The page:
Indian Court Halts Glenmark From Manufacturing Merck Diabetes Drugs
India’s Supreme Court has temporarily barred Glenmark Pharmaceuticals from making new copies of Merck’s diabetes drugs Januvia and Janumet, but the Mumbai-based company may continue to sell its existing stock.
In an order released last week, Glenmark may exhaust its inventory of Zita and Zitamet, which should last roughly five or six months, but can’t process any unfinished formulations, at least for the next several weeks.
The ruling — which continues a stay on an interim injunction against Glenmark until the next scheduled hearing on July 22 — follows other recent signs that India’s hardline stance against protections for brandname drugs is mellowing.
Vince Suneja, CEO of TwoFour Insight Group, called it a partial victory for Merck.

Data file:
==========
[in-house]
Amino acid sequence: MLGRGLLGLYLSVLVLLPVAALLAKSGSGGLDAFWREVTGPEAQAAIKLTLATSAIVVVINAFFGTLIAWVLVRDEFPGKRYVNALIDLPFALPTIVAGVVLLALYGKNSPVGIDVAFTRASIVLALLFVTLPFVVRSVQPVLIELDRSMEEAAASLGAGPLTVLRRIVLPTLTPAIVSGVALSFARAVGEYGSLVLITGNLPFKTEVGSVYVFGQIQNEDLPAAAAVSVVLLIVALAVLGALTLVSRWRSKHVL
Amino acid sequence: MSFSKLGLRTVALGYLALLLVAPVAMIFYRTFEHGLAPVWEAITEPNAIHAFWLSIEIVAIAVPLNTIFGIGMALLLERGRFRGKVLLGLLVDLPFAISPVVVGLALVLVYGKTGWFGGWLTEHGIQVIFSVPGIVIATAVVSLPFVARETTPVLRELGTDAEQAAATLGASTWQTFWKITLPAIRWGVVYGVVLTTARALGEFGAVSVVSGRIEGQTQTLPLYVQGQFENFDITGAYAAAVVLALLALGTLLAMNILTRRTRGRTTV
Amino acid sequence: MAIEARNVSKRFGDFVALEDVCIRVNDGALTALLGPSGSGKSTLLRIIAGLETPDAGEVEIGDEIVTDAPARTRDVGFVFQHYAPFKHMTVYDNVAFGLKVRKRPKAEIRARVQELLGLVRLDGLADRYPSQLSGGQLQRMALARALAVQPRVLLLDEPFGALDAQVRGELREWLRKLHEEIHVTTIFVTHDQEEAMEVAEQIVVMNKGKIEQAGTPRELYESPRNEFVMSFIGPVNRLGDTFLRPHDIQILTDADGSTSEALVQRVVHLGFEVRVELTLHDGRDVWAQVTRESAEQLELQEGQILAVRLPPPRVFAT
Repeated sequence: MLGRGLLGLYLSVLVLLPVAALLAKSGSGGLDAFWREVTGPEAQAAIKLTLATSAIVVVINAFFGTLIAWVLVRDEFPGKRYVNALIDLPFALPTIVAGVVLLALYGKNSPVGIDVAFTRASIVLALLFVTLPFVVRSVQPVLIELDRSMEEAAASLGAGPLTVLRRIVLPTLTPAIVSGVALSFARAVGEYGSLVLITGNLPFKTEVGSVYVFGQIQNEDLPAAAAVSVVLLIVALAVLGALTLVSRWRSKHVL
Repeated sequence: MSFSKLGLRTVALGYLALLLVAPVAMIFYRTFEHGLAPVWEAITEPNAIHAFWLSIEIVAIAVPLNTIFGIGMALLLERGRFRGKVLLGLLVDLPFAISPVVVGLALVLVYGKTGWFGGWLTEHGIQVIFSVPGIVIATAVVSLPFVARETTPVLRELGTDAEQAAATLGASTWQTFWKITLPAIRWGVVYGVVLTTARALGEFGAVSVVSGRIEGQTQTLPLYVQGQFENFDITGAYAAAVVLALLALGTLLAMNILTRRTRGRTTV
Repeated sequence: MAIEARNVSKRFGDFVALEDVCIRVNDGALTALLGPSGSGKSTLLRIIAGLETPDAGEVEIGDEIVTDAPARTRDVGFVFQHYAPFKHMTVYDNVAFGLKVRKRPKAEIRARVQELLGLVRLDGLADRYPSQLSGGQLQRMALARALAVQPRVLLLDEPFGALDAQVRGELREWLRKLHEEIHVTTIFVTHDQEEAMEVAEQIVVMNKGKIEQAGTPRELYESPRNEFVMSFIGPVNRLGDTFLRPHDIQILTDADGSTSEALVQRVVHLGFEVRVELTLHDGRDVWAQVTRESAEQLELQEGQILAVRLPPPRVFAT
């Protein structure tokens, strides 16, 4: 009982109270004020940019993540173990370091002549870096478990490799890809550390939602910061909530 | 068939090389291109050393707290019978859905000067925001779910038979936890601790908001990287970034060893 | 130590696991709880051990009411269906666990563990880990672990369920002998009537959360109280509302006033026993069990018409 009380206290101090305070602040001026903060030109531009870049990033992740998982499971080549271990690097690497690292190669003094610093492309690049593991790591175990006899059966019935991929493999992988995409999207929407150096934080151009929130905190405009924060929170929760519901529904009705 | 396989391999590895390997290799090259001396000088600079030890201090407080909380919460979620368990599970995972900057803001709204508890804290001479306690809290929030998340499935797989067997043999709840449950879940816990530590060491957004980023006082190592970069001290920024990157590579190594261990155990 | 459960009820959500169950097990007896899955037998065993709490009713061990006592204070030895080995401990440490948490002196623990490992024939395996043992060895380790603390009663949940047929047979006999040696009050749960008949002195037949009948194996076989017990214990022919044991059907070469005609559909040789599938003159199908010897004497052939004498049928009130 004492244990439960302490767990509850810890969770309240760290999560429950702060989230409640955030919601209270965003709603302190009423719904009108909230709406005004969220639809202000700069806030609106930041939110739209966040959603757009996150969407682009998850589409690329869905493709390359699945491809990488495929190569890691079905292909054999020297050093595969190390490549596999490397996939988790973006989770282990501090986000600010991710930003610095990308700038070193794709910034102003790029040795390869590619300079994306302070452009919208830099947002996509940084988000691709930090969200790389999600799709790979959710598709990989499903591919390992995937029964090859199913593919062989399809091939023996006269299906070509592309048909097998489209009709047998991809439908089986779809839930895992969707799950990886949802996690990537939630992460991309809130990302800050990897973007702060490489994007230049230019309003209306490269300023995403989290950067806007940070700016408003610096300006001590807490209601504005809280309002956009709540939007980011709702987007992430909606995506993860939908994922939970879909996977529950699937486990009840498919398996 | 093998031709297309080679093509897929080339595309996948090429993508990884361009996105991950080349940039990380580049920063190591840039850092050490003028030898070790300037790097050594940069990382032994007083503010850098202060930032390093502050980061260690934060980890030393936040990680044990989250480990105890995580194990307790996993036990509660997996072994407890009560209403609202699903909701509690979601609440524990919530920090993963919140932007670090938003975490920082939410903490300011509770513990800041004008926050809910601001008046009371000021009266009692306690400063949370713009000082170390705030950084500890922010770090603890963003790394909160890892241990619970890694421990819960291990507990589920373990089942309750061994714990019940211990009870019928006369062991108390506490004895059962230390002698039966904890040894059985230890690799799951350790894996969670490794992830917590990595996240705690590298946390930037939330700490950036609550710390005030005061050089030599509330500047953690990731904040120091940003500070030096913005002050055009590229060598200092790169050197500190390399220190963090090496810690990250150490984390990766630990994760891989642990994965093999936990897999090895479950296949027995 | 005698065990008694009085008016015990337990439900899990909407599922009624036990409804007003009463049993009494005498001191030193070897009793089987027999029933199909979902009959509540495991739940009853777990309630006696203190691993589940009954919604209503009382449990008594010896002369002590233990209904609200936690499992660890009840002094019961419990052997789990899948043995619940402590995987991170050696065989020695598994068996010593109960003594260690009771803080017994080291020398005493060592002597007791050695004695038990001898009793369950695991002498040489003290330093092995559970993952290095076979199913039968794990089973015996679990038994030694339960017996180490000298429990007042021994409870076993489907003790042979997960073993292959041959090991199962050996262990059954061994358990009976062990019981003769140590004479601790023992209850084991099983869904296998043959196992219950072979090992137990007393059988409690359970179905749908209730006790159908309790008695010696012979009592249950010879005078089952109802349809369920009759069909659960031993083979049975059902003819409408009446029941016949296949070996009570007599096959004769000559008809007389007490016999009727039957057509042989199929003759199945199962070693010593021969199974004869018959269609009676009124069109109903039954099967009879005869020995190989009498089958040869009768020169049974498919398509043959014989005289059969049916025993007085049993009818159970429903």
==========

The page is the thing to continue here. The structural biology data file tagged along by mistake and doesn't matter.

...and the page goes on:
The lawsuit originated in 2013 when Merck sued Glenmark for patent infringement of sitagliptin, the active ingredient in both Januvia and Janumet. The case is pending in the Delhi High Court. The Supreme Court has requested an expedited schedule for the case and ordered that all evidence be recorded by June 30. Arguments will be heard starting July 6.
The Supreme Court’s decision in favor of Merck contrasts with a ruling in April 2013 that denied Novartis its patent for cancer drug Glivec (imatinib mesylate). At the time, Novartis raised concerns regarding India’s nonrecognition of intellectual property rights.
Last year, the U.S. Trade Representative’s Special 301 Report placed India on a priority watch list for violating IP protections.
And in September, the U.S. and India established an intellectual property working group that would meet annually as part of the countries’ bilateral trade policy forum. PhRMA welcomed the working group as a positive step in resolving IP issues on the subcontinent.
In January, the U.S. and India agreed to collaborate on IP reforms, after India’s government refused to grant patent protection for Gilead’s expensive hepatitis C drug Sovaldi (sofosbuvir).
Neither Merck nor Glenmark responded to requests for comment by press time. — Jonathon Shacat